But Thai and foreign films shot in Thailand often concentrate on how an actor looks, or the stereotype role the person can play, rather than the actual experience or method a performer has developed.
Competition in the wingsFortunately, the film industry in Thailand has expanded in recent years, with some Thai directors experimenting with bigger productions and controversial themes.
International filmmakers are also attracted to the exotic production values offered by this Southeast Asian country's vivid urban and rural scenes.
Other countries in the region, however, are also developing their film industries, attracting foreign actors who hope to work in Cambodia, Vietnam, the Philippines, Malaysia, Singapore, Indonesia, China, Japan, South Korea and elsewhere.
A British actor, Stephen Thomas, 40, says he has been working in Thailand for almost one year, mostly with Thai productions, and enjoys the experience.
His first role was in a Thai horror film called "Who Are You?" and his next two films were for Thailand's TV Channel 3 and other television work.
"Major films here in Thailand -- I'm talking about Thai studio productions -- can have that same feel as a small independent film, with everyone working to create something special, rather than just doing a job," Thomas says.
"Foreign productions don't know what the pool of Western actors here is like, so they often don't consider casting in Thailand. Then when they do, they tend to want to take advantage of the lower pay scale.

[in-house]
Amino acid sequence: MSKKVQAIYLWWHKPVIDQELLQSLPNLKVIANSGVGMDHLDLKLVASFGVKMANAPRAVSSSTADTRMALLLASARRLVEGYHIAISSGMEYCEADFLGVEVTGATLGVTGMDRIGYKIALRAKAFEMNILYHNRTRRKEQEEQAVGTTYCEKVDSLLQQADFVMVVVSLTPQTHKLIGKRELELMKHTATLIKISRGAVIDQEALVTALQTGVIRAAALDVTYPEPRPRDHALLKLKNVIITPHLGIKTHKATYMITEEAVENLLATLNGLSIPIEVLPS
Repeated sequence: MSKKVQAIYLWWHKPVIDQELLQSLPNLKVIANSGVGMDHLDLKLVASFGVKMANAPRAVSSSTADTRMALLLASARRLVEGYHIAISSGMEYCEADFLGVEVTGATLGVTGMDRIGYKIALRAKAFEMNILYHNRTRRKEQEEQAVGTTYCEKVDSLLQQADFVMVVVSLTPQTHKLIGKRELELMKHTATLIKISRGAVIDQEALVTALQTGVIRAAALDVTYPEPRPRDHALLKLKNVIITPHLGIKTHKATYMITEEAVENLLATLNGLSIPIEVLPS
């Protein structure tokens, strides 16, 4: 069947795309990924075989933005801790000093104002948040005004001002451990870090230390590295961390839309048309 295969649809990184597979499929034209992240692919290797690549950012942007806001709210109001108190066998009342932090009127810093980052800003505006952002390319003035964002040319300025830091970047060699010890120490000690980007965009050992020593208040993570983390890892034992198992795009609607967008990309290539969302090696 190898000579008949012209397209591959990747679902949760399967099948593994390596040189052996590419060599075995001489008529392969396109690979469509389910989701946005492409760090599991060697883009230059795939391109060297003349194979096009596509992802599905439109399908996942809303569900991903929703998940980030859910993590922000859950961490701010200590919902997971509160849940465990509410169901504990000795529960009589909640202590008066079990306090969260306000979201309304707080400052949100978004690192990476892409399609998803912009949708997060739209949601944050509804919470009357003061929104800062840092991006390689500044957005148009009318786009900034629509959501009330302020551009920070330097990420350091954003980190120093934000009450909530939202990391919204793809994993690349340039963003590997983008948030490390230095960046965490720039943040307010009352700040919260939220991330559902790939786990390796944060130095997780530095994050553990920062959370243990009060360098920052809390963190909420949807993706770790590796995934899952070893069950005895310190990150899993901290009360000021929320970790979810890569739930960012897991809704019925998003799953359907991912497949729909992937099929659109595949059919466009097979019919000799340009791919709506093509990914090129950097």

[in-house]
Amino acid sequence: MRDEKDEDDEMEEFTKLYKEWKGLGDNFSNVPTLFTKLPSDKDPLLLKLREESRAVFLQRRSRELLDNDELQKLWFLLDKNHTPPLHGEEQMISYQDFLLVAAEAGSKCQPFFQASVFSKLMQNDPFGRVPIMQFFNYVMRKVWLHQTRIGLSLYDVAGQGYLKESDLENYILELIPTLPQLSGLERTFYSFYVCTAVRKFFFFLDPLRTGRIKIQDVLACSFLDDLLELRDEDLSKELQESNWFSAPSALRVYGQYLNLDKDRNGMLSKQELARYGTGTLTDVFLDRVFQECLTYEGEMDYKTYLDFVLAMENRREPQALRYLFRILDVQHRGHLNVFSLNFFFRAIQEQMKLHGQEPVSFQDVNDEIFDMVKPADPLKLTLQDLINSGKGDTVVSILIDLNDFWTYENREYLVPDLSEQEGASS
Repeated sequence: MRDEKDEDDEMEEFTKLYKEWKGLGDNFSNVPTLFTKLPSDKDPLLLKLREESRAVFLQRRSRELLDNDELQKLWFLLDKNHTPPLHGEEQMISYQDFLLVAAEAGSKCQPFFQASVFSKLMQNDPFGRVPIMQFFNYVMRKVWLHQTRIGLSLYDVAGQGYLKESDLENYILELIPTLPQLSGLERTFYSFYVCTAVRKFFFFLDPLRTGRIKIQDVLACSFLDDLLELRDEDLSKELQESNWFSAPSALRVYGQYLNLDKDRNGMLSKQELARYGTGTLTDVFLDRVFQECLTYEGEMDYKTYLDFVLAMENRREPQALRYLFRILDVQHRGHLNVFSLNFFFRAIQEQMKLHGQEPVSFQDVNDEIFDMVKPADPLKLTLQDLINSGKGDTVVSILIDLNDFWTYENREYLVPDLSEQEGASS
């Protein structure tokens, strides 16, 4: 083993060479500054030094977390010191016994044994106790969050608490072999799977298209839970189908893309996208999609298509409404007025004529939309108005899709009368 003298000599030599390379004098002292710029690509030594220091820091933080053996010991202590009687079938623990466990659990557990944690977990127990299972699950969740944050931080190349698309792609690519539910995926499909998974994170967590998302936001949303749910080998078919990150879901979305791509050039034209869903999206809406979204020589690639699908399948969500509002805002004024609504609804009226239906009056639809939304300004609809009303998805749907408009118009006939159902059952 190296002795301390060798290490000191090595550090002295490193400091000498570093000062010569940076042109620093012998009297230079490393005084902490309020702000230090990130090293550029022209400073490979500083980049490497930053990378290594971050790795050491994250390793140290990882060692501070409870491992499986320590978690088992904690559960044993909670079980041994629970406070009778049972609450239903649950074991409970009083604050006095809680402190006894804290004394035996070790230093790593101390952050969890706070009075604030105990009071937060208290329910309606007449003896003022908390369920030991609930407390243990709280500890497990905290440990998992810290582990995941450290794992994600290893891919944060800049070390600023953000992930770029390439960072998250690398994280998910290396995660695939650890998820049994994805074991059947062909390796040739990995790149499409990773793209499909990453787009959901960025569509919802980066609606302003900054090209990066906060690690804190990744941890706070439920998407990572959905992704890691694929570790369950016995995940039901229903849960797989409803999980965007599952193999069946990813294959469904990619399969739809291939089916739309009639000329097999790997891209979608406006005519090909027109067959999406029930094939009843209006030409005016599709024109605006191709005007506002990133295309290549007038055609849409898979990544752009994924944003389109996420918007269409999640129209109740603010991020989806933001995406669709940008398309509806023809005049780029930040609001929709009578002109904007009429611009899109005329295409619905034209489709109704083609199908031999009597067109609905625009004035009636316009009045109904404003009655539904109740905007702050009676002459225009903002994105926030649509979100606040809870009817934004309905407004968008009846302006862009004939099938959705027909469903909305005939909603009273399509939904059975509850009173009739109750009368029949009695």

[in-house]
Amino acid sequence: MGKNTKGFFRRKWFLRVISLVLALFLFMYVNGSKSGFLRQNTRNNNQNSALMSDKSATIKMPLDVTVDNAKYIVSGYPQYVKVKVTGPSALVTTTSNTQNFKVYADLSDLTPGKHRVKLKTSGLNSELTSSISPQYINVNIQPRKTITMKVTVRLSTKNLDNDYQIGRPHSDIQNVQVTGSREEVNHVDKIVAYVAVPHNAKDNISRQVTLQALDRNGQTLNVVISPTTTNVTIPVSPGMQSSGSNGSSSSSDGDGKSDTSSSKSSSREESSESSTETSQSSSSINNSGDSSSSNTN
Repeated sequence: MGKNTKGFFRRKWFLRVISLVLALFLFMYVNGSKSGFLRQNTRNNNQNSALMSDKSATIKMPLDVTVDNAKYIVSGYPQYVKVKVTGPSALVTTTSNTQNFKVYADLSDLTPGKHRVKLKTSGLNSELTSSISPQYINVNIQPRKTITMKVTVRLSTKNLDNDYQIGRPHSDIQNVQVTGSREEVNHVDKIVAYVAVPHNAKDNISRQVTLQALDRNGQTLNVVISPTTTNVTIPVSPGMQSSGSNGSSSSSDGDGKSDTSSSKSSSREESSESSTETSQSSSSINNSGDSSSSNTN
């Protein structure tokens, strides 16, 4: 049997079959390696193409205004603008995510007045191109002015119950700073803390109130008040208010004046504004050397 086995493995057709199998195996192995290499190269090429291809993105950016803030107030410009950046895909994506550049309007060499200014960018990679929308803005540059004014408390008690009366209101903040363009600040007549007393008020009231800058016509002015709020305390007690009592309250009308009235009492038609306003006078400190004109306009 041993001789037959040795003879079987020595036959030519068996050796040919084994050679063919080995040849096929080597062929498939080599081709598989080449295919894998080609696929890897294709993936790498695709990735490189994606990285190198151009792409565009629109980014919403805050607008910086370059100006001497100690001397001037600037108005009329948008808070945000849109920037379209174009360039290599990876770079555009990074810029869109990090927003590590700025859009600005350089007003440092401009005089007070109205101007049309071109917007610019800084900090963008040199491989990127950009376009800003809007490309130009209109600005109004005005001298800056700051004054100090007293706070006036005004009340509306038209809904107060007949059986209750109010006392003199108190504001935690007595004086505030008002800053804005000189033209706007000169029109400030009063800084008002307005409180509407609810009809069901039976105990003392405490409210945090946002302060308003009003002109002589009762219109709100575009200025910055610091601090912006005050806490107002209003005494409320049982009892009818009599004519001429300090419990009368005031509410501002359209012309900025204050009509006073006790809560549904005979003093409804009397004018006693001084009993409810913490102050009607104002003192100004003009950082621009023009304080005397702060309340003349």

"A low-budget Thai film might only pay you 1,500 baht per day, or even less. A foreign production can pay 20,000 baht or even more. It's a wide range," Thomas says.
Know the language and don't limit yourself to acting alone
Erich Fleshman, from California, says he has been acting in Thailand for 13 years in Thai and foreign productions, and also works as a "private drama and dialect coach" and on other film-related tasks.
Fluent in Thai, he says "you have to learn the language" to increase your chances of appearing in Thai films.
"There are a lot more action-driven [Thai] films here now. Ever since the film 'Ong Bak', Thailand has become attractive for action guys and stunt guys."
To supplement an actor's low income, "one must diversify" and try doing "voice-overs for animation and film, teaching film and acting" and other jobs, Fleshman, 38, says.
"Money is hard to come by, and political conflicts have sabotaged foreign film shoots," laments Hispanic-American actor Antonio Pineda, referring to Bangkok's recent political violence and opaque, sensational feuds.
To earn enough cash to survive, "actors eventually get into other aspects of the creative process such as writing scripts, directing or producing," he says.
"Actors who are local can, however, have a breakout motion picture that will ensure them work in hard currency markets, or make a film on the cheap that brings them to the attention of high-end film makers," Pineda says.
For contacts, jobs and fascinating trash-talk, check out The Actors Association of Thailand on Facebook.